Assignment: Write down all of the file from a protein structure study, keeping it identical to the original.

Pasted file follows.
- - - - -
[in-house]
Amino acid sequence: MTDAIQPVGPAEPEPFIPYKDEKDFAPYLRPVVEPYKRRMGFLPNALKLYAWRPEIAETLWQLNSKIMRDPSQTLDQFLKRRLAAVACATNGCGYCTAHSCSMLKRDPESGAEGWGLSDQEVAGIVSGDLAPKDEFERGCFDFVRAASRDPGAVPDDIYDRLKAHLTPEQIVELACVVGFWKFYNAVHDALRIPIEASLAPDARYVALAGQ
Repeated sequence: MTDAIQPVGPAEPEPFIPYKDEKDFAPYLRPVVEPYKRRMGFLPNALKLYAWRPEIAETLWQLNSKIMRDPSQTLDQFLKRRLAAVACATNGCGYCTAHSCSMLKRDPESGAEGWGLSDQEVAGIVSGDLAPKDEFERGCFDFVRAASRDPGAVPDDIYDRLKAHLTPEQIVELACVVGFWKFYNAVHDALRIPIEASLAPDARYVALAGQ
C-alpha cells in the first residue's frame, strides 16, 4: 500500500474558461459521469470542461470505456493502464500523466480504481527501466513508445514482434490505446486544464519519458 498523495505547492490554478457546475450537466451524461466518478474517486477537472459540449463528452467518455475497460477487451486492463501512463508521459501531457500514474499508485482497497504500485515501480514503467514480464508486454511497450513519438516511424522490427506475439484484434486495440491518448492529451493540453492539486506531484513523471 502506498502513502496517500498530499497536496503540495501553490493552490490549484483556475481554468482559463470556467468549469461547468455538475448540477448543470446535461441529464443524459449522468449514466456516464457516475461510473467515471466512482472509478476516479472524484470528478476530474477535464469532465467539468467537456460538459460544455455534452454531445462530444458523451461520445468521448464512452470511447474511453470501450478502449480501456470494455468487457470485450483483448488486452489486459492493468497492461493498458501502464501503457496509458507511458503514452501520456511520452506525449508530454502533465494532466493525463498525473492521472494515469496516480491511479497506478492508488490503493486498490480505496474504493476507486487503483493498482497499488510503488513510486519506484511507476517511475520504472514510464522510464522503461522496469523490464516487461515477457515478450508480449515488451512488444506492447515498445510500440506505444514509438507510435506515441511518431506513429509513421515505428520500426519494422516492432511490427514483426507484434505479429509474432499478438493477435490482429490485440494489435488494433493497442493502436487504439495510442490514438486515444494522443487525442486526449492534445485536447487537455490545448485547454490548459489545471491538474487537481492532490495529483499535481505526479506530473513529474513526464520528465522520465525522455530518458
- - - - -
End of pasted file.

[in-house]
Amino acid sequence: MTDAIQPVGPAEPEPFIPYKDEKDFAPYLRPVVEPYKRRMGFLPNALKLYAWRPEIAETLWQLNSKIMRDPSQTLDQFLKRRLAAVACATNGCGYCTAHSCSMLKRDPESGAEGWGLSDQEVAGIVSGDLAPKDEFERGCFDFVRAASRDPGAVPDDIYDRLKAHLTPEQIVELACVVGFWKFYNAVHDALRIPIEASLAPDARYVALAGQ
Repeated sequence: MTDAIQPVGPAEPEPFIPYKDEKDFAPYLRPVVEPYKRRMGFLPNALKLYAWRPEIAETLWQLNSKIMRDPSQTLDQFLKRRLAAVACATNGCGYCTAHSCSMLKRDPESGAEGWGLSDQEVAGIVSGDLAPKDEFERGCFDFVRAASRDPGAVPDDIYDRLKAHLTPEQIVELACVVGFWKFYNAVHDALRIPIEASLAPDARYVALAGQ
C-alpha cells in the first residue's frame, strides 16, 4: 500500500474558461459521469470542461470505456493502464500523466480504481527501466513508445514482434490505446486544464519519458 498523495505547492490554478457546475450537466451524461466518478474517486477537472459540449463528452467518455475497460477487451486492463501512463508521459501531457500514474499508485482497497504500485515501480514503467514480464508486454511497450513519438516511424522490427506475439484484434486495440491518448492529451493540453492539486506531484513523471 502506498502513502496517500498530499497536496503540495501553490493552490490549484483556475481554468482559463470556467468549469461547468455538475448540477448543470446535461441529464443524459449522468449514466456516464457516475461510473467515471466512482472509478476516479472524484470528478476530474477535464469532465467539468467537456460538459460544455455534452454531445462530444458523451461520445468521448464512452470511447474511453470501450478502449480501456470494455468487457470485450483483448488486452489486459492493468497492461493498458501502464501503457496509458507511458503514452501520456511520452506525449508530454502533465494532466493525463498525473492521472494515469496516480491511479497506478492508488490503493486498490480505496474504493476507486487503483493498482497499488510503488513510486519506484511507476517511475520504472514510464522510464522503461522496469523490464516487461515477457515478450508480449515488451512488444506492447515498445510500440506505444514509438507510435506515441511518431506513429509513421515505428520500426519494422516492432511490427514483426507484434505479429509474432499478438493477435490482429490485440494489435488494433493497442493502436487504439495510442490514438486515444494522443487525442486526449492534445485536447487537455490545448485547454490548459489545471491538474487537481492532490495529483499535481505526479506530473513529474513526464520528465522520465525522455530518458